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on July 12, 2015
I didn't know quite what to expect when I picked this up. I bought the book quite a while ago on the recommendation of someone else. What the book is is a commiseration on the trials of art making, marketing, etc., the entire process. Based on my own experience creating art I question the word "fear". Doubt, frustration, creative blocks, external obstacles all apply, but I can't ever say fear has been what has hindered me. If you are looking for confirmation that you are not alone in dealing with these things and you don't have a circle of artist friends with whom you can commiserate, this just could be the book you need to prod you to plunge forward anyway. If you are looking for answers, tips or tricks to overcome the things that beset you, you will be disappointed. Indeed, those can only come from you anyway.
16 people found this helpful
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on December 30, 2017
A lot of good observations about the process of art making that I needed to hear. It addresses young artists that have graduated and talks about the "what now?" For me it was reassuring to read and know that I am not completely off the path.
With this break between undergraduate and graduate school, I tend to get unsettled from time to time and I look at the sculpture I am making and ask, "Is this worth the time? I like it, but will others? How would my professors look at this? Is this boring?" But this book tells me that I just need to make work, plain and simple. That by making a piece, even if it fails, I learn from the past piece and can move on to the other.
It also made clear to me that artists are regular people. That the artists I see in glossy art books are still just people who struggle with the same issues I do. "Is this good? Is this art worth making?"
In the end, despite the lack of critiques and constant showing of work, I need to keep making art so I can achieve what I want in the future, and to not settle on the goal of simply getting into graduate school, but pursuing a career afterwards and experimenting and searching my art for all of its potential.
4 people found this helpful
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on January 10, 2012
Review of:
Art & Fear: Observations On the Perils (and Rewards) of Artmaking

This book really helped me relax, get rid of my white paper paralyses, and unleash my creative potential.
I highly recommend it to anyone who has a burning desire to create, but can't overcome the paralysis caused by external and/or internal influences that keep you from doing your thing.

I have spent years reading/learning about art, and how to make it.
I am more knowledgeable about the how and why, the materials and practices of artmaking and artists, than most of the working artists I know.
But I could not overcome the paralysis, caused by the thought that, I will spoil/soil/waste any paper/canvas/ink/paint that I use to make something, if it does not produce a masterpiece comparable or better than, the best artwork I have ever seen, or earn me enough money to pay for my time and materials.

The easy to read/understand words in this book, finally gave me permission to use all those artists materials I have been collecting/hoarding, and actually make things with them.
I feel an incredible sense of relief, excitement, and exhilaration making art, that I have been waiting for all my life.

One of the reasons we feel free to create when we were kids, is that we did not have to pay for the materials, or know how precious they are, and we were given the time to create, that was not otherwise needed to do "more productive/important" things (like earn money, eat, sleep, shop for groceries, clean the house, find a mate, raise children, watch TV, read a book, pick your nose, scratch your butt, etc.)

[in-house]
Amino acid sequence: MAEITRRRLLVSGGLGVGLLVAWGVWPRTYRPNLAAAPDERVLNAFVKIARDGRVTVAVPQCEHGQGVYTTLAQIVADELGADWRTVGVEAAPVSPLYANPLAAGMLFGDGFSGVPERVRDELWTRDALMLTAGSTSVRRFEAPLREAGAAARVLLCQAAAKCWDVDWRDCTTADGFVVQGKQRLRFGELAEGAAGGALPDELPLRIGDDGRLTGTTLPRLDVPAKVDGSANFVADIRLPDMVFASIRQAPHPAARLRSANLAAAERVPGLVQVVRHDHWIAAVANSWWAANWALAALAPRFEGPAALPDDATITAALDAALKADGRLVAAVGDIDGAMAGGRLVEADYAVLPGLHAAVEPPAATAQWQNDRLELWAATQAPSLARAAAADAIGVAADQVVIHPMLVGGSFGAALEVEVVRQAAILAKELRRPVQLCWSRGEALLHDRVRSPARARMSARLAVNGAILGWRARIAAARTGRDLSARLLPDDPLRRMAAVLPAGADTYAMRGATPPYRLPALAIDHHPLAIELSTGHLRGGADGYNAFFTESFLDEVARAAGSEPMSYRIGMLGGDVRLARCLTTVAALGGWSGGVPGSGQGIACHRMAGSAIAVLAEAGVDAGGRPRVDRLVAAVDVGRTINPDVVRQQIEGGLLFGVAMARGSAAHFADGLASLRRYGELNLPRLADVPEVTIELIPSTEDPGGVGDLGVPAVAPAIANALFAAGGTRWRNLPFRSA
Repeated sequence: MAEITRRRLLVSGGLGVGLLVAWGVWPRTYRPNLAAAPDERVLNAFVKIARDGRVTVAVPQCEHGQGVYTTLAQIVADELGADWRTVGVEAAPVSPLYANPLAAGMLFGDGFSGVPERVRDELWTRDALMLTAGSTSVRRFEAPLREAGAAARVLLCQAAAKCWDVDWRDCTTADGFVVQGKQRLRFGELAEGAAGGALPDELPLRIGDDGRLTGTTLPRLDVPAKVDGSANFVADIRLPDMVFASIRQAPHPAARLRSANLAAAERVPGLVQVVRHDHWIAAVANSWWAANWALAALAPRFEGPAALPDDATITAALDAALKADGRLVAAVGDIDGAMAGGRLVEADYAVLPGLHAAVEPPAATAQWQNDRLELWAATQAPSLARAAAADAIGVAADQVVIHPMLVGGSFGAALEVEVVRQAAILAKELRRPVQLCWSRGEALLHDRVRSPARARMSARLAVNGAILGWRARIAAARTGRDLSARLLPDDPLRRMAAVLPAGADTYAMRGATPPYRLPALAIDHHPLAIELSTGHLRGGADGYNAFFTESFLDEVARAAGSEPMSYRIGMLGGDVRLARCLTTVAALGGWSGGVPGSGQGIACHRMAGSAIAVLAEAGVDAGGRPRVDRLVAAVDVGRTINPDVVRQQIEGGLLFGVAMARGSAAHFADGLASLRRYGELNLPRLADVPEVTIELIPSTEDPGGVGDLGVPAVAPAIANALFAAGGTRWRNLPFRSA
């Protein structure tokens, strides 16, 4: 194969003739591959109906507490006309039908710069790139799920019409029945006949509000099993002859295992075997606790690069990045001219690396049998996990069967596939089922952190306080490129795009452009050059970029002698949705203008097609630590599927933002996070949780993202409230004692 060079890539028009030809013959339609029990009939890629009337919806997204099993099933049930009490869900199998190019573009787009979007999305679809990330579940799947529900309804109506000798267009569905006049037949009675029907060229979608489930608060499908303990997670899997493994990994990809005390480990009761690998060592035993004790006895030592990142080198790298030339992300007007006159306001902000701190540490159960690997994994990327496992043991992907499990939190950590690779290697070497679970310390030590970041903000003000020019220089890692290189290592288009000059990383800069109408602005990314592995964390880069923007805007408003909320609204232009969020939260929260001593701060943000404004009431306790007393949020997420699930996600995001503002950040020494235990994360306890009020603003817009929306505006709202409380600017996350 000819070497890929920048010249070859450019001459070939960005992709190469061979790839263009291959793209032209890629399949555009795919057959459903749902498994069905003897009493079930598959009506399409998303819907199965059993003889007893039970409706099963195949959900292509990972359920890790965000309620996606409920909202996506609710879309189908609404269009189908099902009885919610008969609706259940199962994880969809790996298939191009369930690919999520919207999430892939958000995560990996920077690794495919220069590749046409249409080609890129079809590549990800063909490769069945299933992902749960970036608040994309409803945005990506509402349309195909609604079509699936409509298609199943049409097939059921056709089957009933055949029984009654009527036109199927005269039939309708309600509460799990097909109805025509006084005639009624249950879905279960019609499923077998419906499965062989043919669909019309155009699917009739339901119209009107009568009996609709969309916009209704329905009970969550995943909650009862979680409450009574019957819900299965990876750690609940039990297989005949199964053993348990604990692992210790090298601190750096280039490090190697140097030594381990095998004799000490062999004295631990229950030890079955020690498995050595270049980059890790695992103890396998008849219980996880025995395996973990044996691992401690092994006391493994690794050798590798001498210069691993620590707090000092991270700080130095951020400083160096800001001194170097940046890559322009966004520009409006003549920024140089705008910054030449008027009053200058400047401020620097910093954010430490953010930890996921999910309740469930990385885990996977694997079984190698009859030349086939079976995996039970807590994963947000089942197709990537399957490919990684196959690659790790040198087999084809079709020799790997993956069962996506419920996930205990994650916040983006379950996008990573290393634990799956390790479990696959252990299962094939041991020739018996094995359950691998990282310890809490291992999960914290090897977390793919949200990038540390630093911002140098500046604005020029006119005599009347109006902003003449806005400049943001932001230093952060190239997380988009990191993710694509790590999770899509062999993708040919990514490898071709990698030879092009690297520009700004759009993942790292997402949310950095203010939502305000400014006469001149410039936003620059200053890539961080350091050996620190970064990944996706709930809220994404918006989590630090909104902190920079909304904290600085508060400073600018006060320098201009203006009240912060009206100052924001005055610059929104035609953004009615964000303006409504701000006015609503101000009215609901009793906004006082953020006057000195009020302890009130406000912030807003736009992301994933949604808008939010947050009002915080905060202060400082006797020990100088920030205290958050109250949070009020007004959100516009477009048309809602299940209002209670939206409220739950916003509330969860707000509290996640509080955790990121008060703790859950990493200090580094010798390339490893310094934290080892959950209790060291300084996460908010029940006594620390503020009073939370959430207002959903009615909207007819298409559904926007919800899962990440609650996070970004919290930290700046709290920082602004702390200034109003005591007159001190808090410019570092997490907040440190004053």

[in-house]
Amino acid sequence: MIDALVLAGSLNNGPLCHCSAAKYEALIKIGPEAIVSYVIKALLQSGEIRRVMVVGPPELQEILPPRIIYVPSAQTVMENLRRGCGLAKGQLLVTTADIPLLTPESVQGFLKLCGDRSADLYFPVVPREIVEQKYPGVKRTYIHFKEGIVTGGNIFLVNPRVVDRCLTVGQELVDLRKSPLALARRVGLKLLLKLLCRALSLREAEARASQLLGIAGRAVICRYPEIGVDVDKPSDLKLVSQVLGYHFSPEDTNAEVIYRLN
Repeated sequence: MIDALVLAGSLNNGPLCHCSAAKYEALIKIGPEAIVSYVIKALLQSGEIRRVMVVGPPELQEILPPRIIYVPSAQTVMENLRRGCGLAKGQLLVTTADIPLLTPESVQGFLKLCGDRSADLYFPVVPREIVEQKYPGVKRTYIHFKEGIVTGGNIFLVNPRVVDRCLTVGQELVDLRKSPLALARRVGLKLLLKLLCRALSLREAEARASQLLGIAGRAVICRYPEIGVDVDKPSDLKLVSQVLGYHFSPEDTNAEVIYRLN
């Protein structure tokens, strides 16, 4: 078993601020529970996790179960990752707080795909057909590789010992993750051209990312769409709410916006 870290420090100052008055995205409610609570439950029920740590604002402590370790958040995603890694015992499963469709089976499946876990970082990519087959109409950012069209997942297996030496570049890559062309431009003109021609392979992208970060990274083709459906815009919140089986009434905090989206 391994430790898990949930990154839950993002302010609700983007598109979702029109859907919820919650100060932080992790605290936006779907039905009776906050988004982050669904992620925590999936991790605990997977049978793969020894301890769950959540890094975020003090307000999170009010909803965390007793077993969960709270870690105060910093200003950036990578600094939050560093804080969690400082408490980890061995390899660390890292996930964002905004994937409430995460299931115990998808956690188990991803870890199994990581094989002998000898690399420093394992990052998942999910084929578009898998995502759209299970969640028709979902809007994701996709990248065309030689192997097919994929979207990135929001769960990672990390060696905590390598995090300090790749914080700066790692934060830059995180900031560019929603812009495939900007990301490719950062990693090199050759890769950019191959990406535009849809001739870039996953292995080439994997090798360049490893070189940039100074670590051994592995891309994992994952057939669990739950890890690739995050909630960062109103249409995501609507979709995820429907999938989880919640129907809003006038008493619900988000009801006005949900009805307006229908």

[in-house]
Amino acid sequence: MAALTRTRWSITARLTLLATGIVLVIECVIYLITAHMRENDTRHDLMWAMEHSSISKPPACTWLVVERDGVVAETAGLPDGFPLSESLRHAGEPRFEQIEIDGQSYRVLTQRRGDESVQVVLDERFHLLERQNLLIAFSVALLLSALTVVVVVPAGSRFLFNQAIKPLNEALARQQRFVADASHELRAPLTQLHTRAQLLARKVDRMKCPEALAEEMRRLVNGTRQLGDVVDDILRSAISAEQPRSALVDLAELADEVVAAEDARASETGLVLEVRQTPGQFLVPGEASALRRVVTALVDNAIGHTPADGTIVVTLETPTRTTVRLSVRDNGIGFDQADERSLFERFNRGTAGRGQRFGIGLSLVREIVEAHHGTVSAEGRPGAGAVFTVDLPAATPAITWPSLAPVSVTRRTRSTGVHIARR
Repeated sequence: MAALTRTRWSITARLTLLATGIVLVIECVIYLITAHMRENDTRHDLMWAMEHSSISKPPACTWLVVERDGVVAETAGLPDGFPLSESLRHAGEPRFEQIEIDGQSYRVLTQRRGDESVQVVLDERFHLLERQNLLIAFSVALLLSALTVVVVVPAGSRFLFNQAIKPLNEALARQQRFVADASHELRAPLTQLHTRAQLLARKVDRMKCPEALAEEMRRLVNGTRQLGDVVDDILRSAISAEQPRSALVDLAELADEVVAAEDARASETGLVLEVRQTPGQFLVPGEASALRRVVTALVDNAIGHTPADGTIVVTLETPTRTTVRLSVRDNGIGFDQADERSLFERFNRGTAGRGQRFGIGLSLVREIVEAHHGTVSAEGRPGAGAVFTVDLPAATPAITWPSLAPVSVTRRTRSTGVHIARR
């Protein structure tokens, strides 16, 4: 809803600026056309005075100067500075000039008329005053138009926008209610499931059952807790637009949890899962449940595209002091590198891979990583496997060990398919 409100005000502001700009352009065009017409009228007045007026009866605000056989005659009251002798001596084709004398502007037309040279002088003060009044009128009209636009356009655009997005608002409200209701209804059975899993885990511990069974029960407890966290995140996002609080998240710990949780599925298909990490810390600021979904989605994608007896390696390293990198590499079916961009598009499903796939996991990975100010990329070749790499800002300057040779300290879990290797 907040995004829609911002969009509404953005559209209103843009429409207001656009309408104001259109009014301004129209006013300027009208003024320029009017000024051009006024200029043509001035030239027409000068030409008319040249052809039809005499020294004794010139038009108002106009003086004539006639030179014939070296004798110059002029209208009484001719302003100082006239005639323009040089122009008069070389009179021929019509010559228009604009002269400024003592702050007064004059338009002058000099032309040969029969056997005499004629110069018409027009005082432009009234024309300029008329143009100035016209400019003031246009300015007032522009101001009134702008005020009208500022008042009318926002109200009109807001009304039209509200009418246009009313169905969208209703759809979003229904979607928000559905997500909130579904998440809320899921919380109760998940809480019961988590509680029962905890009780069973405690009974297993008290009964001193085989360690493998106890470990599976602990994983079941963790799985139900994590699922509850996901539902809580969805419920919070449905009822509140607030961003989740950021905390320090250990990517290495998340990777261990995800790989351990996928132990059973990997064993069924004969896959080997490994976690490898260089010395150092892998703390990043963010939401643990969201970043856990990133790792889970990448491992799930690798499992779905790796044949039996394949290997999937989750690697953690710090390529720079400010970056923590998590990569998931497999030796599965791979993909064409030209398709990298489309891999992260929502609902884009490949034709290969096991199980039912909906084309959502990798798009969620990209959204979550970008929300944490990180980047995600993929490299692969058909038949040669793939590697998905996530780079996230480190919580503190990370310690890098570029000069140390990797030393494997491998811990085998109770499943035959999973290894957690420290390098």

Even though I still do most of those things, this book has motivated me to also find/make time for creating art, without guilt.

Hope it has the same affect on you.
Now go play!!!
Life dose not last forever, You have earned this, and deserve the joy of making art :-)
If you don't, you'll be depriving yourself and others of the enjoyment of your creations.
Don't sweat it if everyone doesn't dig it, that is an impossible/unrealistic goal.
Focus on the pleasure of the process, and not what happens afterword. That will take care of itself.
Happy trails...
Dave Finberg, the "Playing Mantis"
40 people found this helpful
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If you have ever pursued a creative medium this book is for you. It's as important for aspiring artist to own as a pencil, brush, or camera. It will challenge you to reevaluate your expectations and reframe your artistic pursuits in a manner that will allow for perpetual growth and minimize potential for burn out or "losing it". It takes the complex tumble of an artist's brain and reduces it to relatable examples and simple phrases. This allows for easy future recall. Worth every penny, but relatively short. It's brevity , while a merit, also leaves the reader wanting more when completed.
3 people found this helpful
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on July 10, 2015
After closing my portrait studio I wasn't sure what to do with my photography and began a journey to find creativity in my life. I started sewing again and took up hat making. These endeavors led me to the Steampunk movement that is a culture full of creativity. I put my heart and soul into making my costume for Time Travelers Weekend at the Renaissance Faire. This day was brought much creative insight.

But Now What?

We were assigned to read Art & Fear: Observations On the Perils (and Rewards) of Artmaking by David Bayles in the Fine Art Class at the California Center for Digital Arts. This book summed it up with the following:
"Making art means working in the face of uncertainty";
"Living with doubt and contradiction doing something that no one much cares whether you do or not and their may not be an audience or reward for."; and